Her films don't tackle issues so much as illuminate them, and always from unexpected angles. Among her best-known narrative features is a music-infused drama about reproductive freedom (One Sings, the Other Doesn't, an antecedent, in ways obvious and not, to this year's Never Rarely Sometimes Always). She delved into the destructive imbalances of traditional heterosexual marriage with what she called "a beautiful summer peach with a worm inside," 1965's searing and deceptively sunny Le Bonheur, and, a year later, with Les Créatures, a surreal, sci-fi-tinged pairing of a domineering Michel Piccoli and a mute Catherine Deneuve. One of her lesser-seen works and certainly one of her most bizarre, it was met with some head-scratching upon its release. Years later, Varda wished only that she'd "dared to be nastier and more vicious," concluding that she "didn't take it far enough."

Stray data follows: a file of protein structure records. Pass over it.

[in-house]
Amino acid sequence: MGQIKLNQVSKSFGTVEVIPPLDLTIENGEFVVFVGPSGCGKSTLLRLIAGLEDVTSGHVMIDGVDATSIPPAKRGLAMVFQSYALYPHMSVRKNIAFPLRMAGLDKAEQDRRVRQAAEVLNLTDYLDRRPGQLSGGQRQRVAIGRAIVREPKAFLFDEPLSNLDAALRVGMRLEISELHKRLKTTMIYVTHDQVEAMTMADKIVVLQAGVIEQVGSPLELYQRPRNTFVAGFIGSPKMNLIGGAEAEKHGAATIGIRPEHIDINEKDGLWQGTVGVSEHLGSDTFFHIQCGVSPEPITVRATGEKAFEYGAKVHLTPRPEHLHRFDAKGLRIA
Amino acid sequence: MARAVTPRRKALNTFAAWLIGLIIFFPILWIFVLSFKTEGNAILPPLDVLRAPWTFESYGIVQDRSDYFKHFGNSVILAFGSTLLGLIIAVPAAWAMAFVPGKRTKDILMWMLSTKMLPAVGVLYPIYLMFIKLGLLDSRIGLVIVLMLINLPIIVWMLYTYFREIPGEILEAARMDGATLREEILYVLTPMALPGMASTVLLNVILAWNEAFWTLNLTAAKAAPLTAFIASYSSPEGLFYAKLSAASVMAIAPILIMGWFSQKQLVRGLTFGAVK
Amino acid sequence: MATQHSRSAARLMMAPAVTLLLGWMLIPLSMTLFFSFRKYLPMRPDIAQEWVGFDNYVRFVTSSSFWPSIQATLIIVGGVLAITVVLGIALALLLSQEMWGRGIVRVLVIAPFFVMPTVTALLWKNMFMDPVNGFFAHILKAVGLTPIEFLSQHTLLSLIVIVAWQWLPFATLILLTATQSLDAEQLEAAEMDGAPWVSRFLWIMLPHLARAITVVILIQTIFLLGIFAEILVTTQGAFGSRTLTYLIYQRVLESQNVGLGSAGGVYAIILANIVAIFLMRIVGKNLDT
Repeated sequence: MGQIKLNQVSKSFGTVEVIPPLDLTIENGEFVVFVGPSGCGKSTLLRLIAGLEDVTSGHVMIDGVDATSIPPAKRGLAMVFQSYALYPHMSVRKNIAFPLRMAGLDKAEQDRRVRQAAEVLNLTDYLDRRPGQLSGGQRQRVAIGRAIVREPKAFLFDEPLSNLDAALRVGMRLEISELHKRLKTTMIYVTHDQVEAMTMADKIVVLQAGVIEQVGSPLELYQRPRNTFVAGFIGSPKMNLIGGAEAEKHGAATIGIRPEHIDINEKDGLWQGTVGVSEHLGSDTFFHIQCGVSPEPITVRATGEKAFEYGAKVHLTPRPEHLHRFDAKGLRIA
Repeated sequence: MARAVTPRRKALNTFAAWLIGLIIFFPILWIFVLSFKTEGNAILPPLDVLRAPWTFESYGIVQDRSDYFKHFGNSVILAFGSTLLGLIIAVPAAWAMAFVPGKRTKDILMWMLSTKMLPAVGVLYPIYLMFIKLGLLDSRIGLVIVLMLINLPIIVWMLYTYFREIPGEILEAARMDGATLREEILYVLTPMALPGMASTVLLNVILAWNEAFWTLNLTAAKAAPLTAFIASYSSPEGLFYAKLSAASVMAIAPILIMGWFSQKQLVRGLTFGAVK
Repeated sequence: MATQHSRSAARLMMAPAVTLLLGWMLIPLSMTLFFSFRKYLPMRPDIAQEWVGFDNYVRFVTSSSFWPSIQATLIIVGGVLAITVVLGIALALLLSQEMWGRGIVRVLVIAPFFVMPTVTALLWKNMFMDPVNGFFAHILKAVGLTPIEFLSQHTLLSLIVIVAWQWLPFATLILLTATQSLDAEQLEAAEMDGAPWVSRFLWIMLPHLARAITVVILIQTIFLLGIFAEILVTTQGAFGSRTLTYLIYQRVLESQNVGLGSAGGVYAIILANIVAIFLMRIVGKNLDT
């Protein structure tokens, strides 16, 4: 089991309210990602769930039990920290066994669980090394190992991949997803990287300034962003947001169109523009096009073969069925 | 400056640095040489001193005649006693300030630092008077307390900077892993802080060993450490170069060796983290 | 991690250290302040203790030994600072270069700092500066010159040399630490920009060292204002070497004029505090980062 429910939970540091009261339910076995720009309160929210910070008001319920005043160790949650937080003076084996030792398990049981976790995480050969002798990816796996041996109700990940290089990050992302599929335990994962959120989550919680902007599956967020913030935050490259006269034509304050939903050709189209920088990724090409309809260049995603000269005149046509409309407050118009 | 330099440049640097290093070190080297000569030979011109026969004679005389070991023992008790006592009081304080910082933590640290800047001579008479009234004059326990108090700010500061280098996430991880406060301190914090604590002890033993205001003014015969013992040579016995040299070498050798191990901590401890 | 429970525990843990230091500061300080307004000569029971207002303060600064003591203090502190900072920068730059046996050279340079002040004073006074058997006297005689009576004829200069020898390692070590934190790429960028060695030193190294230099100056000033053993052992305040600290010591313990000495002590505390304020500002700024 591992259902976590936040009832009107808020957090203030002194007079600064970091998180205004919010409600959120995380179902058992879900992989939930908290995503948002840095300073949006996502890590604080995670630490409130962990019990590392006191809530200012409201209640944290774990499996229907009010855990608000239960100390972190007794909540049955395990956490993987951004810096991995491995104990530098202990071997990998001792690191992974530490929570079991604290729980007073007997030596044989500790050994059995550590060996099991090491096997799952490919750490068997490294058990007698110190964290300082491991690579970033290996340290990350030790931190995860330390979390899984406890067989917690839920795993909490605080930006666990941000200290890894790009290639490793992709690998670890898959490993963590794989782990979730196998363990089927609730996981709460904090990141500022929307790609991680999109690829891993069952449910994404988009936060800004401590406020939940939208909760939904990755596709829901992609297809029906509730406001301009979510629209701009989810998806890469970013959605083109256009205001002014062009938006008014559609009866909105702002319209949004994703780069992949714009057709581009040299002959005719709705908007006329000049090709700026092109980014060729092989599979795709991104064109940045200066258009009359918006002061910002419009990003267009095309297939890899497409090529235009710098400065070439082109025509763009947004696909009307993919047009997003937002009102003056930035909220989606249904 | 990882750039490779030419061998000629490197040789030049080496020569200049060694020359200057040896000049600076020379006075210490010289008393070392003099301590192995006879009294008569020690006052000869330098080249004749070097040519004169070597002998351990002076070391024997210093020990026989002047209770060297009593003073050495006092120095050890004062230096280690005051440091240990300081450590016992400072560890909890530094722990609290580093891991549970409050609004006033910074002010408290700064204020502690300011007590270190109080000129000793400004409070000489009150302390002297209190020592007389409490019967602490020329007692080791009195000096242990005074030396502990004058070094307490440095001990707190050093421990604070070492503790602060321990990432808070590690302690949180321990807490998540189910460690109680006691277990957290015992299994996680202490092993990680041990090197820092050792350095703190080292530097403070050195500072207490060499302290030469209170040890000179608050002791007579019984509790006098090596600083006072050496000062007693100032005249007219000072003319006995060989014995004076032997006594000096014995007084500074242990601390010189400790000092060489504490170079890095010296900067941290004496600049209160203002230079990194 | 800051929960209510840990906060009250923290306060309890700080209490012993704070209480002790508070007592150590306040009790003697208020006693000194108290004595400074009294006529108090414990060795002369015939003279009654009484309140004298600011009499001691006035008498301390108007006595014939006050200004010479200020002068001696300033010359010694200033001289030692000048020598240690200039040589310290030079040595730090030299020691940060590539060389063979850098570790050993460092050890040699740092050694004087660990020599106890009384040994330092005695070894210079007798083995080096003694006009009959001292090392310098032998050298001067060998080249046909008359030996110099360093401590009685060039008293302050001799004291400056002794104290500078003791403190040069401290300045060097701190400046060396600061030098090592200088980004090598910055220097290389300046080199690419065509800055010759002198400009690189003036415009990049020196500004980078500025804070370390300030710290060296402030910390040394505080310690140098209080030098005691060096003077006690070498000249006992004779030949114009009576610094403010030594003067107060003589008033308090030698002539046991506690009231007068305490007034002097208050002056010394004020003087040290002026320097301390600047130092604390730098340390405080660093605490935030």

Self-taught, Varda made movies for 65 years, beginning with La Pointe Courte, the fiction-doc hybrid she produced, wrote and helmed when she was 26. Featuring residents of a fishing village as well as professional actors (future international star Philippe Noiret received his first credited screen role), the film arguably was the first completed project of the French New Wave. But it would be decades before it received a commercial release, and even with such masterworks as Cléo From 5 to 7 (1962) and Vagabond (1985) on her résumé, Varda was generally regarded as a minor member of the Nouvelle Vague, overshadowed by the likes of Truffaut, Resnais and her husband, Jacques Demy, among others in a de facto boys' club.